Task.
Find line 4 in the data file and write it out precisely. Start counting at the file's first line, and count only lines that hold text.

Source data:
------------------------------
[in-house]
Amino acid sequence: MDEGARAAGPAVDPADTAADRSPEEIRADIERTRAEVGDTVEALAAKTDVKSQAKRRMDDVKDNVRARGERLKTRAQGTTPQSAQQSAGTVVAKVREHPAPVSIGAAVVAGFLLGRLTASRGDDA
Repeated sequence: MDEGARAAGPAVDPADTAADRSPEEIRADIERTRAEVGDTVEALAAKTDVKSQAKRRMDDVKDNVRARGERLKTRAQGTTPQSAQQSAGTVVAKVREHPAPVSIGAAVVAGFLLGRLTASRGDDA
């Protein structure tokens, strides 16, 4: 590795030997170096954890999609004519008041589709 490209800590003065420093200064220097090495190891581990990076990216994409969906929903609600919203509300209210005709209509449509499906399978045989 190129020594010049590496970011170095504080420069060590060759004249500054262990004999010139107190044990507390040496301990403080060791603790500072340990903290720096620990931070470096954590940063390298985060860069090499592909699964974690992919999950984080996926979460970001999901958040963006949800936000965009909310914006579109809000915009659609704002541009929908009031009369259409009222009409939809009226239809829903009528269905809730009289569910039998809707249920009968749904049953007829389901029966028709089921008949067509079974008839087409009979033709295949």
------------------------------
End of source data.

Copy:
């Protein structure tokens, strides 16, 4: 590795030997170096954890999609004519008041589709 490209800590003065420093200064220097090495190891581990990076990216994409969906929903609600919203509300209210005709209509449509499906399978045989 190129020594010049590496970011170095504080420069060590060759004249500054262990004999010139107190044990507390040496301990403080060791603790500072340990903290720096620990931070470096954590940063390298985060860069090499592909699964974690992919999950984080996926979460970001999901958040963006949800936000965009909310914006579109809000915009659609704002541009929908009031009369259409009222009409939809009226239809829903009528269905809730009289569910039998809707249920009968749904049953007829389901029966028709089921008949067509079974008839087409009979033709295949």